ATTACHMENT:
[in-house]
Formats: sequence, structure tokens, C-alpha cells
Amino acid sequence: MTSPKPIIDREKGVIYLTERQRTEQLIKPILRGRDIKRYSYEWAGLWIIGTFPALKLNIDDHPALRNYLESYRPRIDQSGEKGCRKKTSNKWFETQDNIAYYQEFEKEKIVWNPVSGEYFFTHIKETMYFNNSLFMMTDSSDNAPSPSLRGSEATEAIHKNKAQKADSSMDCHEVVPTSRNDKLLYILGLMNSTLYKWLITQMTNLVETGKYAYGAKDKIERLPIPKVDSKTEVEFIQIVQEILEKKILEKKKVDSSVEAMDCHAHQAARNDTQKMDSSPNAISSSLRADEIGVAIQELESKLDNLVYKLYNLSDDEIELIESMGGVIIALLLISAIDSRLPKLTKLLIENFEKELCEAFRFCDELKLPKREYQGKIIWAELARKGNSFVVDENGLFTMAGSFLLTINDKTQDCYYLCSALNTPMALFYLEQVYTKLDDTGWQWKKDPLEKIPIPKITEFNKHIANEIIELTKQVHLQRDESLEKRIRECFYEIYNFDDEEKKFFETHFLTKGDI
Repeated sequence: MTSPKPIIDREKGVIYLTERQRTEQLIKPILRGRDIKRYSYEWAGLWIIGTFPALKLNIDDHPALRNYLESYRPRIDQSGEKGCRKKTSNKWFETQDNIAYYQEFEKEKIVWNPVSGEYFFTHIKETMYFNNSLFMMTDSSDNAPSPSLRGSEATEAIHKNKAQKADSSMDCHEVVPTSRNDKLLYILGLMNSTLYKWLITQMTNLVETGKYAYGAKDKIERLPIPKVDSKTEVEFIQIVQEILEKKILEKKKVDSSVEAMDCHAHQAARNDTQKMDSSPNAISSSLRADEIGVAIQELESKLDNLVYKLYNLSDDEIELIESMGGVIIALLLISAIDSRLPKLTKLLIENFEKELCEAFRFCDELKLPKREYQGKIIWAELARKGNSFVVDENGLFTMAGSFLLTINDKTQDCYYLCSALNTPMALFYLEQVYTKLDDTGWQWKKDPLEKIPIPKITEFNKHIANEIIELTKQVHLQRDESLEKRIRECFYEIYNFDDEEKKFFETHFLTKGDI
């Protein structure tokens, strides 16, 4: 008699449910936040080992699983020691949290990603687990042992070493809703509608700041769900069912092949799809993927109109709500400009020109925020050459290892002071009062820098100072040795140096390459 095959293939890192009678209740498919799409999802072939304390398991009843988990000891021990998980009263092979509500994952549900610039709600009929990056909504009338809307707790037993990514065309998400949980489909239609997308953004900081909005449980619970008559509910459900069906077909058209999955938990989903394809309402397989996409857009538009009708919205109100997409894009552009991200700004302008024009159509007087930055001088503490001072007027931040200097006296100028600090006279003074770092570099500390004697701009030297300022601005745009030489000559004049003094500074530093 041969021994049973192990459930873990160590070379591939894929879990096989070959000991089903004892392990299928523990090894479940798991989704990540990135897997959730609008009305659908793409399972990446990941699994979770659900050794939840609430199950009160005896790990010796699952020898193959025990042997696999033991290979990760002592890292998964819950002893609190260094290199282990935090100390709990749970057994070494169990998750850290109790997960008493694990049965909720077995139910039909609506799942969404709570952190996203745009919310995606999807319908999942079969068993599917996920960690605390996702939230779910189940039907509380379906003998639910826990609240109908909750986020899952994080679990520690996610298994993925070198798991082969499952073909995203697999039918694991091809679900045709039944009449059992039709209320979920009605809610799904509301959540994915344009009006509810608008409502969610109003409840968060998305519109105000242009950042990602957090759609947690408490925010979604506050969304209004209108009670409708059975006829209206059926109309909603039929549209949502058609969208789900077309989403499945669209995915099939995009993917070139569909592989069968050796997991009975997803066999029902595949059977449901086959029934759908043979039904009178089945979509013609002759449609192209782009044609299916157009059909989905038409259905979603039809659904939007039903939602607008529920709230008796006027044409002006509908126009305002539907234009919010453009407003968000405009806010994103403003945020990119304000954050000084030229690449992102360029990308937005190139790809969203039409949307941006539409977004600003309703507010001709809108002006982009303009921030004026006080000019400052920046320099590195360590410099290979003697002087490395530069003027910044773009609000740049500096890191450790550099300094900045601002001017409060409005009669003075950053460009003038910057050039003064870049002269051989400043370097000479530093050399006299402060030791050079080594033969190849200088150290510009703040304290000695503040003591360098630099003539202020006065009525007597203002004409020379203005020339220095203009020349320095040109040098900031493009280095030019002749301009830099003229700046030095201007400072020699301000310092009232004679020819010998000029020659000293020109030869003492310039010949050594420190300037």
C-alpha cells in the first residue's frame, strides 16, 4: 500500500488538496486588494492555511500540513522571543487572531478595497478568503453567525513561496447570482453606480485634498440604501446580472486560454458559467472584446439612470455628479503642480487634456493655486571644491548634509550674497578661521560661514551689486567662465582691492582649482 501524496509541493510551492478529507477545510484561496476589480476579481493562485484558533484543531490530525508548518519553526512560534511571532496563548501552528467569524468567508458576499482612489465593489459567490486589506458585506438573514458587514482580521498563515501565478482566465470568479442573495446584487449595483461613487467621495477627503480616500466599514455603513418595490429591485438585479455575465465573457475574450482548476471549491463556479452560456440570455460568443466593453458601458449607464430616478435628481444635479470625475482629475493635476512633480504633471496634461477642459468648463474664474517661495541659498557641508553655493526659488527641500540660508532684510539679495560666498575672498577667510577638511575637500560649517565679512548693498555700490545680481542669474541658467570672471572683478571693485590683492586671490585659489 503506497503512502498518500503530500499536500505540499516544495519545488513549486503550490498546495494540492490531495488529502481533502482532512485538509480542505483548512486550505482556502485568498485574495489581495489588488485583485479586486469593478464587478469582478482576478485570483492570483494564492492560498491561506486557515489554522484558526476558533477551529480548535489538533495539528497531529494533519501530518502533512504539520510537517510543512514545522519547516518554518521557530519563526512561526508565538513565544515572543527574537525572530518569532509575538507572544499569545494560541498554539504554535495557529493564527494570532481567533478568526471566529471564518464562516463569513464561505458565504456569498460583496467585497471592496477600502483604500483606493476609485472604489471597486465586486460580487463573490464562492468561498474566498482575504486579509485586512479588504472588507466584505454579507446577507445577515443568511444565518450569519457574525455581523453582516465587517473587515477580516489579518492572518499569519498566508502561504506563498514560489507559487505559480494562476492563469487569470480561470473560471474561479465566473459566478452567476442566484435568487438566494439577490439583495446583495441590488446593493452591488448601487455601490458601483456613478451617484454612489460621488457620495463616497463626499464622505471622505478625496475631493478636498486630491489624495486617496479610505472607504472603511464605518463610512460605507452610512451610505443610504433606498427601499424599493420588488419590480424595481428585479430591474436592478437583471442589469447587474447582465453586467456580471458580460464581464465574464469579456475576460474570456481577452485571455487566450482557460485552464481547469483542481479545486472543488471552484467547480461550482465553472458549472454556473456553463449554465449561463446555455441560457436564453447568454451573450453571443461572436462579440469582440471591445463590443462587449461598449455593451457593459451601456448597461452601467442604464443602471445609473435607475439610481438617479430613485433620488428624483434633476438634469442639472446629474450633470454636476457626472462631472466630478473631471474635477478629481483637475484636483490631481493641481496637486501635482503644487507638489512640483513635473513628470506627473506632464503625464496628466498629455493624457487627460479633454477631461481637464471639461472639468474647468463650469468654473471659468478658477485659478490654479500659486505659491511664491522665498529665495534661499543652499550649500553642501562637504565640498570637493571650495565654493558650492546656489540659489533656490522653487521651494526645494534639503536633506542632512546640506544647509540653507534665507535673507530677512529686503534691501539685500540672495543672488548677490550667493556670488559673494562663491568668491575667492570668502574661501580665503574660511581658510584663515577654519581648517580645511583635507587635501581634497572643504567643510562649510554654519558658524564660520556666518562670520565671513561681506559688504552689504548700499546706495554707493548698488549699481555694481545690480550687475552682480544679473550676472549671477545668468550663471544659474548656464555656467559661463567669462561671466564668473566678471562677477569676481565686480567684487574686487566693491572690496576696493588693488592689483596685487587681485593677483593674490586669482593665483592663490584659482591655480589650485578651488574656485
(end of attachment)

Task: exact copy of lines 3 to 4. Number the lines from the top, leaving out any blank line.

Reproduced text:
Amino acid sequence: MTSPKPIIDREKGVIYLTERQRTEQLIKPILRGRDIKRYSYEWAGLWIIGTFPALKLNIDDHPALRNYLESYRPRIDQSGEKGCRKKTSNKWFETQDNIAYYQEFEKEKIVWNPVSGEYFFTHIKETMYFNNSLFMMTDSSDNAPSPSLRGSEATEAIHKNKAQKADSSMDCHEVVPTSRNDKLLYILGLMNSTLYKWLITQMTNLVETGKYAYGAKDKIERLPIPKVDSKTEVEFIQIVQEILEKKILEKKKVDSSVEAMDCHAHQAARNDTQKMDSSPNAISSSLRADEIGVAIQELESKLDNLVYKLYNLSDDEIELIESMGGVIIALLLISAIDSRLPKLTKLLIENFEKELCEAFRFCDELKLPKREYQGKIIWAELARKGNSFVVDENGLFTMAGSFLLTINDKTQDCYYLCSALNTPMALFYLEQVYTKLDDTGWQWKKDPLEKIPIPKITEFNKHIANEIIELTKQVHLQRDESLEKRIRECFYEIYNFDDEEKKFFETHFLTKGDI
Repeated sequence: MTSPKPIIDREKGVIYLTERQRTEQLIKPILRGRDIKRYSYEWAGLWIIGTFPALKLNIDDHPALRNYLESYRPRIDQSGEKGCRKKTSNKWFETQDNIAYYQEFEKEKIVWNPVSGEYFFTHIKETMYFNNSLFMMTDSSDNAPSPSLRGSEATEAIHKNKAQKADSSMDCHEVVPTSRNDKLLYILGLMNSTLYKWLITQMTNLVETGKYAYGAKDKIERLPIPKVDSKTEVEFIQIVQEILEKKILEKKKVDSSVEAMDCHAHQAARNDTQKMDSSPNAISSSLRADEIGVAIQELESKLDNLVYKLYNLSDDEIELIESMGGVIIALLLISAIDSRLPKLTKLLIENFEKELCEAFRFCDELKLPKREYQGKIIWAELARKGNSFVVDENGLFTMAGSFLLTINDKTQDCYYLCSALNTPMALFYLEQVYTKLDDTGWQWKKDPLEKIPIPKITEFNKHIANEIIELTKQVHLQRDESLEKRIRECFYEIYNFDDEEKKFFETHFLTKGDI